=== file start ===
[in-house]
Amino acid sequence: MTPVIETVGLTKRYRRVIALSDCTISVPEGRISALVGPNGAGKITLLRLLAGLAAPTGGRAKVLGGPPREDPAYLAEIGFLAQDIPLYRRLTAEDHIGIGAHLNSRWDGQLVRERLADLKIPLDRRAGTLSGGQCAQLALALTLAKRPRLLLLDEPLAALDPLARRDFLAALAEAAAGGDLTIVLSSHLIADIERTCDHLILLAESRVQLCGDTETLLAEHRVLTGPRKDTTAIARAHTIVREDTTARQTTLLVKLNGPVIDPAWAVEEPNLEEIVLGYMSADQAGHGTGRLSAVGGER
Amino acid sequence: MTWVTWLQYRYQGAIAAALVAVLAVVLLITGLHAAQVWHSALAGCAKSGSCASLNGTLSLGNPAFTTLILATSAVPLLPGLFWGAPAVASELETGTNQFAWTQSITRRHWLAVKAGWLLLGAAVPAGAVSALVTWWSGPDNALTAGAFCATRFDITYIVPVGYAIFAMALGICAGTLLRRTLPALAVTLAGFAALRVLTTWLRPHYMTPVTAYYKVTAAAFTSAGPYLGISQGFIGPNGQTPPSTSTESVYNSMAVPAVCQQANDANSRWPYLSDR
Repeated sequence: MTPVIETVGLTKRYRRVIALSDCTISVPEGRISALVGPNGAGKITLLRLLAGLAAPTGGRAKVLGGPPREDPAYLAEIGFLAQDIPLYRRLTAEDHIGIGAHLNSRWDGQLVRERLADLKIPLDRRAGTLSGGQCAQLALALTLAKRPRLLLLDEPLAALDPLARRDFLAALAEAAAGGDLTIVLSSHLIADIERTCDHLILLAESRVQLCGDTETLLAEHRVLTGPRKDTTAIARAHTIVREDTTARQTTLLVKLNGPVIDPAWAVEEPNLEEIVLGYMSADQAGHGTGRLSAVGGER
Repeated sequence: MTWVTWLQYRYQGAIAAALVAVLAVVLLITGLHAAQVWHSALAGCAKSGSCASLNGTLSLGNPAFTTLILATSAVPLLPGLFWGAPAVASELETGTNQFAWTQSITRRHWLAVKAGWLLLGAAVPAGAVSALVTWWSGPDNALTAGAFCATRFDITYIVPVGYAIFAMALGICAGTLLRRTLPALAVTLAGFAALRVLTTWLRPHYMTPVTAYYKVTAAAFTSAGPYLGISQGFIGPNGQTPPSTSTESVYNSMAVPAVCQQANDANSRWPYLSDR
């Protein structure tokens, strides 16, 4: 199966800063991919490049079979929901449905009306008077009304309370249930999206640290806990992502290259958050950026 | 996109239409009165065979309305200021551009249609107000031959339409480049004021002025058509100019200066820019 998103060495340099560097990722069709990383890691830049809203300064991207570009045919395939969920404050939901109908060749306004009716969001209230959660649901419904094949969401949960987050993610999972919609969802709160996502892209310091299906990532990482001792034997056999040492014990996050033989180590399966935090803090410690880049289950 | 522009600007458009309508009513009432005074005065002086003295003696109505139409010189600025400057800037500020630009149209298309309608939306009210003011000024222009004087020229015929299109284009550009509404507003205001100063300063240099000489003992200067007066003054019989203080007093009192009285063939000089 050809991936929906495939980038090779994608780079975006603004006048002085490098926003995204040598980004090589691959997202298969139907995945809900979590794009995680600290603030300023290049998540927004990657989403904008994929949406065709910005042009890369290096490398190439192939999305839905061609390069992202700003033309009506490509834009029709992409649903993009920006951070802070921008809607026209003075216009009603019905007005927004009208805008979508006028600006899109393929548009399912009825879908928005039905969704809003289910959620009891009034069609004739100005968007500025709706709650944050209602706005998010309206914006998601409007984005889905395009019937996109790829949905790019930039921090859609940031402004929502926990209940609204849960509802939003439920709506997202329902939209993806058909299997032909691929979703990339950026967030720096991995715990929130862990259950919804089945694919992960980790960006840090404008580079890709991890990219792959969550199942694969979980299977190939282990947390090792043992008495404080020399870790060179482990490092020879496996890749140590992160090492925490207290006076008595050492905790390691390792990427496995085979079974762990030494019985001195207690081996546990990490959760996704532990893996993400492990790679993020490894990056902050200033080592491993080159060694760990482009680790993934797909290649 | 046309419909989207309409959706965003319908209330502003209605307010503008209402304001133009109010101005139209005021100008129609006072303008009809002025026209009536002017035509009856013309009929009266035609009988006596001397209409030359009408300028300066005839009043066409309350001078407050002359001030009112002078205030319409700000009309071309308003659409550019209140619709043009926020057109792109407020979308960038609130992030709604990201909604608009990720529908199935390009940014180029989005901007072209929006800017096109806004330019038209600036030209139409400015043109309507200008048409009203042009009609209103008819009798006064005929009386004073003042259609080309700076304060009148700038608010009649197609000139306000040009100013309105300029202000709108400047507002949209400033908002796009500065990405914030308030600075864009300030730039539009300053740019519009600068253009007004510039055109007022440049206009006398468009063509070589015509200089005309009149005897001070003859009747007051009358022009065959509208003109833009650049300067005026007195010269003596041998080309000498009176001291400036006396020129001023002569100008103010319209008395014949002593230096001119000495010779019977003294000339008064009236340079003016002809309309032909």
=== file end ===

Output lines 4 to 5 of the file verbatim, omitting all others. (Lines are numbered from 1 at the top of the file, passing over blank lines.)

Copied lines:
Repeated sequence: MTPVIETVGLTKRYRRVIALSDCTISVPEGRISALVGPNGAGKITLLRLLAGLAAPTGGRAKVLGGPPREDPAYLAEIGFLAQDIPLYRRLTAEDHIGIGAHLNSRWDGQLVRERLADLKIPLDRRAGTLSGGQCAQLALALTLAKRPRLLLLDEPLAALDPLARRDFLAALAEAAAGGDLTIVLSSHLIADIERTCDHLILLAESRVQLCGDTETLLAEHRVLTGPRKDTTAIARAHTIVREDTTARQTTLLVKLNGPVIDPAWAVEEPNLEEIVLGYMSADQAGHGTGRLSAVGGER
Repeated sequence: MTWVTWLQYRYQGAIAAALVAVLAVVLLITGLHAAQVWHSALAGCAKSGSCASLNGTLSLGNPAFTTLILATSAVPLLPGLFWGAPAVASELETGTNQFAWTQSITRRHWLAVKAGWLLLGAAVPAGAVSALVTWWSGPDNALTAGAFCATRFDITYIVPVGYAIFAMALGICAGTLLRRTLPALAVTLAGFAALRVLTTWLRPHYMTPVTAYYKVTAAAFTSAGPYLGISQGFIGPNGQTPPSTSTESVYNSMAVPAVCQQANDANSRWPYLSDR